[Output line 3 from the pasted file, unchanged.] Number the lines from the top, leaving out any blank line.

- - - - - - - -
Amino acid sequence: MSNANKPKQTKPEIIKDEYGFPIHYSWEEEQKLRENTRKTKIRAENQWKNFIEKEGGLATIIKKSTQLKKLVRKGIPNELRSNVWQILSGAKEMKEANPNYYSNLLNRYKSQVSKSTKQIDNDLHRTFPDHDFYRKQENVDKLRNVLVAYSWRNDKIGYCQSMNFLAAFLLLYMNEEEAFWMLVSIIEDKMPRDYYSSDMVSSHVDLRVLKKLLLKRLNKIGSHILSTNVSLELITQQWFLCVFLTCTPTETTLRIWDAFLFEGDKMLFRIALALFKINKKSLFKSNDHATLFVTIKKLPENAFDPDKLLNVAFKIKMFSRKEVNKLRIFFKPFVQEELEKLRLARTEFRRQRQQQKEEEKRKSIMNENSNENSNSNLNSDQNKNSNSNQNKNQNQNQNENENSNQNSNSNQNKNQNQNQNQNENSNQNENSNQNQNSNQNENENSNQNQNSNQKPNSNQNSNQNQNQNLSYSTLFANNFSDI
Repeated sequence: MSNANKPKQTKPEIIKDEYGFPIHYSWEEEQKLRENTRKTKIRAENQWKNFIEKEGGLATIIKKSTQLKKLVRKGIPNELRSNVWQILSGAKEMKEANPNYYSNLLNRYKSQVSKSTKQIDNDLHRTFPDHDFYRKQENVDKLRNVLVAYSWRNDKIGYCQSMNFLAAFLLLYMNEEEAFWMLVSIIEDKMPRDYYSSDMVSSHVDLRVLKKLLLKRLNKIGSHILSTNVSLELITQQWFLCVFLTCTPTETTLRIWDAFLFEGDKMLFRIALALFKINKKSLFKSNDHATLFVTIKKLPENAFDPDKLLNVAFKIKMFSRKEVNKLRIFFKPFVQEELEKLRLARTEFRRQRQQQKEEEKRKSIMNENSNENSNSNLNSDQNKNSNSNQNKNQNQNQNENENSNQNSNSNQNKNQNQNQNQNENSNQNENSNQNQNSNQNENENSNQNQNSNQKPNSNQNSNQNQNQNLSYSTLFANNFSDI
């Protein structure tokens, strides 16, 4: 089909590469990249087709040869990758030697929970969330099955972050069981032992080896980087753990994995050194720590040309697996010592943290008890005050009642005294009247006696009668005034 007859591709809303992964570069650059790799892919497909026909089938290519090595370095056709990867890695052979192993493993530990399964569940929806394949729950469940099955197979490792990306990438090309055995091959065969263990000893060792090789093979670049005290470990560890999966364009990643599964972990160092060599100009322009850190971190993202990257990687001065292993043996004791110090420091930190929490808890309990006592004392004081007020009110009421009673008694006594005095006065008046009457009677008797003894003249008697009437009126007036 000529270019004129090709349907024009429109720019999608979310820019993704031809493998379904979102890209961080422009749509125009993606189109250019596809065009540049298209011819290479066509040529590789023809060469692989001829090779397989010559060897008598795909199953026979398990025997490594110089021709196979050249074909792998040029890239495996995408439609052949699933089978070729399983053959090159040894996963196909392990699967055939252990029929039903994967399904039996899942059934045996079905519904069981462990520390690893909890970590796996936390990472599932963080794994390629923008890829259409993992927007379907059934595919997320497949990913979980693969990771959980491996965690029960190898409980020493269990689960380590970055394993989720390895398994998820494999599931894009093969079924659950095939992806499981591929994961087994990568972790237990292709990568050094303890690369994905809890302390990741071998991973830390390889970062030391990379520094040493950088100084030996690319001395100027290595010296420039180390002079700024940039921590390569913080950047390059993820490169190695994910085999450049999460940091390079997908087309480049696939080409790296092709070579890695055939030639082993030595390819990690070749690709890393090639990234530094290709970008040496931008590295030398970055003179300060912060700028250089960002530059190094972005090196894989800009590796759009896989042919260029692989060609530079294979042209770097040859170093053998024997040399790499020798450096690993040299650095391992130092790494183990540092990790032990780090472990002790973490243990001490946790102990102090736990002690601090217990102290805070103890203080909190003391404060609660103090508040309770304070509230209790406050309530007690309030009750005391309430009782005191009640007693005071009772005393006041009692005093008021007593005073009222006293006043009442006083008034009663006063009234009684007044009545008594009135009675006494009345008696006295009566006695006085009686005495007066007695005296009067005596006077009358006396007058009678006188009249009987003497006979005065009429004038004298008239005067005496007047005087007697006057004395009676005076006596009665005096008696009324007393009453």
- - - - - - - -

């Protein structure tokens, strides 16, 4: 089909590469990249087709040869990758030697929970969330099955972050069981032992080896980087753990994995050194720590040309697996010592943290008890005050009642005294009247006696009668005034 007859591709809303992964570069650059790799892919497909026909089938290519090595370095056709990867890695052979192993493993530990399964569940929806394949729950469940099955197979490792990306990438090309055995091959065969263990000893060792090789093979670049005290470990560890999966364009990643599964972990160092060599100009322009850190971190993202990257990687001065292993043996004791110090420091930190929490808890309990006592004392004081007020009110009421009673008694006594005095006065008046009457009677008797003894003249008697009437009126007036 000529270019004129090709349907024009429109720019999608979310820019993704031809493998379904979102890209961080422009749509125009993606189109250019596809065009540049298209011819290479066509040529590789023809060469692989001829090779397989010559060897008598795909199953026979398990025997490594110089021709196979050249074909792998040029890239495996995408439609052949699933089978070729399983053959090159040894996963196909392990699967055939252990029929039903994967399904039996899942059934045996079905519904069981462990520390690893909890970590796996936390990472599932963080794994390629923008890829259409993992927007379907059934595919997320497949990913979980693969990771959980491996965690029960190898409980020493269990689960380590970055394993989720390895398994998820494999599931894009093969079924659950095939992806499981591929994961087994990568972790237990292709990568050094303890690369994905809890302390990741071998991973830390390889970062030391990379520094040493950088100084030996690319001395100027290595010296420039180390002079700024940039921590390569913080950047390059993820490169190695994910085999450049999460940091390079997908087309480049696939080409790296092709070579890695055939030639082993030595390819990690070749690709890393090639990234530094290709970008040496931008590295030398970055003179300060912060700028250089960002530059190094972005090196894989800009590796759009896989042919260029692989060609530079294979042209770097040859170093053998024997040399790499020798450096690993040299650095391992130092790494183990540092990790032990780090472990002790973490243990001490946790102990102090736990002690601090217990102290805070103890203080909190003391404060609660103090508040309770304070509230209790406050309530007690309030009750005391309430009782005191009640007693005071009772005393006041009692005093008021007593005073009222006293006043009442006083008034009663006063009234009684007044009545008594009135009675006494009345008696006295009566006695006085009686005495007066007695005296009067005596006077009358006396007058009678006188009249009987003497006979005065009429004038004298008239005067005496007047005087007697006057004395009676005076006596009665005096008696009324007393009453």